CHARLESTON, S.C. (AP) — Nikki Haley, the former South Carolina governor and United Nations ambassador, announced her candidacy for president on Tuesday, becoming the first major challenger to former President Donald Trump for the 2024 Republican nomination.
The announcement, delivered in a video, marks an about-face for the ex-Trump Cabinet official, who said two years ago that she wouldn’t challenge her former boss for the White House in 2024. But she changed her mind in recent months, citing, among other things, the country’s economic troubles and the need for “generational change,” a nod to the 76-year-old Trump’s age.
Haley, 51, is the first in a long line of Republicans who are expected to launch 2024 campaigns in the coming months. Among them are Florida Gov. Ron DeSantis, former Vice President Mike Pence, former Secretary of State Mike Pompeo and Sen. Tim Scott of South Carolina.
President Joe Biden has said he intends to seek reelection in 2024, stalling any jostling for the Democratic nomination.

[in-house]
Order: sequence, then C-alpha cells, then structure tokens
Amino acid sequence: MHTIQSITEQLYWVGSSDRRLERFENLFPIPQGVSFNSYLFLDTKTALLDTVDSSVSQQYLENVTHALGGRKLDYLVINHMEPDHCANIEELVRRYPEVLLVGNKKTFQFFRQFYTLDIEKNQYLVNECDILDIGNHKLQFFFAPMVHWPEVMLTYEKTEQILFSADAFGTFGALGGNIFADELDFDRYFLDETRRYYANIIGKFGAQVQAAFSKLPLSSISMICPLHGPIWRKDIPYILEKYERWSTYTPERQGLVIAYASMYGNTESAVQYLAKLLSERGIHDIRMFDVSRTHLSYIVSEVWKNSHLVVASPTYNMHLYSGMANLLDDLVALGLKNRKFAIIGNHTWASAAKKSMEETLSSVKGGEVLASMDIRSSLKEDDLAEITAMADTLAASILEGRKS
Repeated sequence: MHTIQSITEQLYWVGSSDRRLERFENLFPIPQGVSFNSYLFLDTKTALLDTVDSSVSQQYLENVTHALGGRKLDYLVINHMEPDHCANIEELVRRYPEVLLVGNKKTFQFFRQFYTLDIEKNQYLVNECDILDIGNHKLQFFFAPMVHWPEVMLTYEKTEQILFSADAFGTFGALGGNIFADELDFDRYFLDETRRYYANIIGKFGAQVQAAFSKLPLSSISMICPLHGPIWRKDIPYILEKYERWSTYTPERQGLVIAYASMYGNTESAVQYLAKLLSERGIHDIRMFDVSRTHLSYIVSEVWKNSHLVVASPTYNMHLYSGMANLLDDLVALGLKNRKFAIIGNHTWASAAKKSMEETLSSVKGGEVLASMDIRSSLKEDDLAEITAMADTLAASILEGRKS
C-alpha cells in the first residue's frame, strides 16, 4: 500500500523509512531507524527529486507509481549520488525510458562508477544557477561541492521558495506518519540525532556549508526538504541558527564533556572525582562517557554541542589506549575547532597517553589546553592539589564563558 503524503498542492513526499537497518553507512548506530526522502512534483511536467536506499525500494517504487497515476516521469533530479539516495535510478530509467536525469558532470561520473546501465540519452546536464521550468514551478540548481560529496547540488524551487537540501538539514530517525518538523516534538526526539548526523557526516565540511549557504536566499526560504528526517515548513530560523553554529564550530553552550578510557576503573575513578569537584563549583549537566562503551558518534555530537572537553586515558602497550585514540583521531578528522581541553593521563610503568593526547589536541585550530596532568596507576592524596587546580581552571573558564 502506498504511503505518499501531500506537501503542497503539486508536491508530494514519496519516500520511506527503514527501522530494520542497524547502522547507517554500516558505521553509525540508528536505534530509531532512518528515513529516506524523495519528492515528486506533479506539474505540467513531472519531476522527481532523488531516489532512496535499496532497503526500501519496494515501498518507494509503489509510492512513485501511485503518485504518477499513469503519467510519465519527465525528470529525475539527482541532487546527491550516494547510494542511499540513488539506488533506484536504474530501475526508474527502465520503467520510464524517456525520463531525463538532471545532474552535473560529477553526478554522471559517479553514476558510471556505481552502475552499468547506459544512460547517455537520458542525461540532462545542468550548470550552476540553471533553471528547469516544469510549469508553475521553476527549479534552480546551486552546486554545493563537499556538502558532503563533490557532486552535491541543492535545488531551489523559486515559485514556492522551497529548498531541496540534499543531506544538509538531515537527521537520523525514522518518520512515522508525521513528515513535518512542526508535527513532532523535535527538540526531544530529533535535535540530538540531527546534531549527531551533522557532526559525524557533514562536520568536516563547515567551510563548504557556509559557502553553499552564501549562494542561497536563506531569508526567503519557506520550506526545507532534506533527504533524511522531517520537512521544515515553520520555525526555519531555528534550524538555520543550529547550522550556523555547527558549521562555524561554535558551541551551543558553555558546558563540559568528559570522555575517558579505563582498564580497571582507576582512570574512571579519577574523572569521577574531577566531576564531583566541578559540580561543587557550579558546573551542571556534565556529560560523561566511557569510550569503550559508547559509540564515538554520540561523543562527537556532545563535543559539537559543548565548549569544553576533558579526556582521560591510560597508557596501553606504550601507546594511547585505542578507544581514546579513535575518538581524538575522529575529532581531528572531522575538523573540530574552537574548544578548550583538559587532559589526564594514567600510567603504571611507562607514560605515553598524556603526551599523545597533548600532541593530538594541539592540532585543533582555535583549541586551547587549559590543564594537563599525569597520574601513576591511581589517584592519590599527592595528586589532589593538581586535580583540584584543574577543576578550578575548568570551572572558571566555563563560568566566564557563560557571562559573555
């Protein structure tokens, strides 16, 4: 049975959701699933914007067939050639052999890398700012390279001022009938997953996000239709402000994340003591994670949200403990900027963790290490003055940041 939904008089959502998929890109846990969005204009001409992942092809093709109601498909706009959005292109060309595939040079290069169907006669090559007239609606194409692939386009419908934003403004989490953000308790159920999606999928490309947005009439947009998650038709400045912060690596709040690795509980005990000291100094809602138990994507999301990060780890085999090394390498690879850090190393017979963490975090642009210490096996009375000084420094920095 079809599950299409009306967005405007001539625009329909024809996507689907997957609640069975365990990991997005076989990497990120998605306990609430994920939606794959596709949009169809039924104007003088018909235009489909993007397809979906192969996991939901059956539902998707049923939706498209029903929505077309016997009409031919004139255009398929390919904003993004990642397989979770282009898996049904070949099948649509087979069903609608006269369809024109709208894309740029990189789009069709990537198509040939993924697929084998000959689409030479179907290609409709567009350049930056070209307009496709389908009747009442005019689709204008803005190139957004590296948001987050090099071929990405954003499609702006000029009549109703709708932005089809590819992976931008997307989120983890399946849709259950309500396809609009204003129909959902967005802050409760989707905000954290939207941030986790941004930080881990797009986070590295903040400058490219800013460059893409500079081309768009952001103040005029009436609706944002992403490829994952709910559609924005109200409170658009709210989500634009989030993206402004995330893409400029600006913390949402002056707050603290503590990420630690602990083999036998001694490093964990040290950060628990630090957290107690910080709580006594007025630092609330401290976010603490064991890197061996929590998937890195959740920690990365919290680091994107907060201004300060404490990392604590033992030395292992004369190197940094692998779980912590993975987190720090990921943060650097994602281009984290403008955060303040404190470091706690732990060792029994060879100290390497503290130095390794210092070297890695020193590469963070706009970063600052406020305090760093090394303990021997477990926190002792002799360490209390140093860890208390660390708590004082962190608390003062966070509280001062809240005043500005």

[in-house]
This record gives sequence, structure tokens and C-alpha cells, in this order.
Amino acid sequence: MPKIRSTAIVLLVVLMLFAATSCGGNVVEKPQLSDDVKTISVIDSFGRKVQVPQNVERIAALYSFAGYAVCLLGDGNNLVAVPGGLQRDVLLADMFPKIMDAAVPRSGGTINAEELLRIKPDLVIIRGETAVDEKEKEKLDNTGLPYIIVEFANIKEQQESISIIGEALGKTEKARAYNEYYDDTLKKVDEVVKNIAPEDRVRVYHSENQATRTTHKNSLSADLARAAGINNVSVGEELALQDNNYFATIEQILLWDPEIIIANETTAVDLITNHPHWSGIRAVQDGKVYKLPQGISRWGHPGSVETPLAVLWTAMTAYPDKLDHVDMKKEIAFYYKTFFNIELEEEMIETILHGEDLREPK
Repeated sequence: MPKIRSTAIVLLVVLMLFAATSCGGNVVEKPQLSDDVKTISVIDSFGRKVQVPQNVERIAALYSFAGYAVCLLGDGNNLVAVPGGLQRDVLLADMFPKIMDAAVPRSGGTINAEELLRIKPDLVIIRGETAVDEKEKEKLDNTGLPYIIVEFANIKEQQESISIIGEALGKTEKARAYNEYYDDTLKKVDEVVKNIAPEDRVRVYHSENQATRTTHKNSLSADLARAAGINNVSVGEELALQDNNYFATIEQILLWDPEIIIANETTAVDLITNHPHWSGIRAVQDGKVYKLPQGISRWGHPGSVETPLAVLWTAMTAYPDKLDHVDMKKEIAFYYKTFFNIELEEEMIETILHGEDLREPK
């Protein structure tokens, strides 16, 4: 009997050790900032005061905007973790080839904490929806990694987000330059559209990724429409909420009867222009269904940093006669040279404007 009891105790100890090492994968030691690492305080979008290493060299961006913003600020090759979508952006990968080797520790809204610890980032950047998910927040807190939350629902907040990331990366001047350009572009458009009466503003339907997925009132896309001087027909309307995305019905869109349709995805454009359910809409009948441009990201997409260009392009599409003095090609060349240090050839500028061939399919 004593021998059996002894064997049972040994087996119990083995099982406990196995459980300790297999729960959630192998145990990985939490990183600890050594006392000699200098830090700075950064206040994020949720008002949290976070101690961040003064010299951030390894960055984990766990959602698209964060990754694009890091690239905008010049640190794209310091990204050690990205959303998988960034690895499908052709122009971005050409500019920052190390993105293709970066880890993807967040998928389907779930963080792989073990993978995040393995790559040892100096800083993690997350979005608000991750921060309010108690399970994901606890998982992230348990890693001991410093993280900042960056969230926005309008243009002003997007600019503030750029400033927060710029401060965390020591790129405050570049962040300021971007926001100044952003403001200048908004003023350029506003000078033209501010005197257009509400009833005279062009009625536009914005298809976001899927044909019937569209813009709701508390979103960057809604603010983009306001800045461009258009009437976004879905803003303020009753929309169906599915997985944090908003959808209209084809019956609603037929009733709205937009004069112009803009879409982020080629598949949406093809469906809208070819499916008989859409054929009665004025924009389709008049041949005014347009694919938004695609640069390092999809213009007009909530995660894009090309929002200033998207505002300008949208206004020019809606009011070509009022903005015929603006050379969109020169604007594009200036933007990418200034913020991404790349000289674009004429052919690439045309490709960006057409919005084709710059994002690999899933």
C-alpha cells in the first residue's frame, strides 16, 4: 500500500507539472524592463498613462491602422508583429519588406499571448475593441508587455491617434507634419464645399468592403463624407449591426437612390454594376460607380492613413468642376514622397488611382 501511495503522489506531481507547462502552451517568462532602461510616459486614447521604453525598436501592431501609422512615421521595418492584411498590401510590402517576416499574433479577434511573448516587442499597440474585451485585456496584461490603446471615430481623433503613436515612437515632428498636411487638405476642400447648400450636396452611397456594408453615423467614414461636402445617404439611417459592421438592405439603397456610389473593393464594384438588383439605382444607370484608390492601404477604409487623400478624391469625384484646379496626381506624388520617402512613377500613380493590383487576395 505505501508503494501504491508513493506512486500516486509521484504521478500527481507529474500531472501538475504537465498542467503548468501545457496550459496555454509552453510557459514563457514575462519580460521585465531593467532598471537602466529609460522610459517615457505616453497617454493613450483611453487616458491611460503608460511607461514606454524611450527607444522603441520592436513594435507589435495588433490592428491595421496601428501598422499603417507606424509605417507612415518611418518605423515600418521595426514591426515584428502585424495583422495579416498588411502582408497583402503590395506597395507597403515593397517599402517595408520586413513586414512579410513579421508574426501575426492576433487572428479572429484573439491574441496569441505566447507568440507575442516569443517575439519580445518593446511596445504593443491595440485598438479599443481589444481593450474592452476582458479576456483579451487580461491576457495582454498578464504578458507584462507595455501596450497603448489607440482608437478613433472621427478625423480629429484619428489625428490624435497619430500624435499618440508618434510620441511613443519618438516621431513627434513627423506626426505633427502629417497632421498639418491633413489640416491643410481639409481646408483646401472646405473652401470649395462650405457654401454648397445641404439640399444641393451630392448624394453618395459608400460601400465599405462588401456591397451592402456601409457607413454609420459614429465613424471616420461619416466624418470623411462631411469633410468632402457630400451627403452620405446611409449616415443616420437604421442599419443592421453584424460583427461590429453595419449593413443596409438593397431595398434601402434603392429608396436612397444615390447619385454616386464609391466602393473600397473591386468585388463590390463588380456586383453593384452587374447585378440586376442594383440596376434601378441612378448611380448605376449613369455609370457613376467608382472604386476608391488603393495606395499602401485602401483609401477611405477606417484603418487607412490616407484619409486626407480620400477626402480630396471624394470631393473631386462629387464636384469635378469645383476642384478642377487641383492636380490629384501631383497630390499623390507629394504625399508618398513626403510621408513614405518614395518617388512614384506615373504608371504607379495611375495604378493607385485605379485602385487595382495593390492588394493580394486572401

Haley has regularly boasted about her track record of defying political expectations, saying, “I’ve never lost an election, and I’m not going to start now.”
If elected, Haley would be the nation’s first female president and the first U.S. president of Indian descent.
The daughter of Indian immigrants, Haley grew up enduring racist taunts in a small South Carolina town and has long referenced that impact on her personal and political arc.
She was an accountant when she launched her first bid for public office, defeating the longest-serving member of the South Carolina House in 2004. Three terms later and with little statewide recognition, Haley mounted a long-shot campaign for governor against a large field of experienced politicians.
She racked up a number of high-profile endorsements, including from the sitting South Carolina governor, Mark Sanford, and former Alaska Gov. Sarah Palin, a tea party darling.
With her 2010 victory, Haley became South Carolina’s first female and minority governor — and the nation’s youngest at 38. She earned a speaking slot at the 2012 Republican National Convention and gave the GOP response to President Barack Obama’s State of the Union in 2016.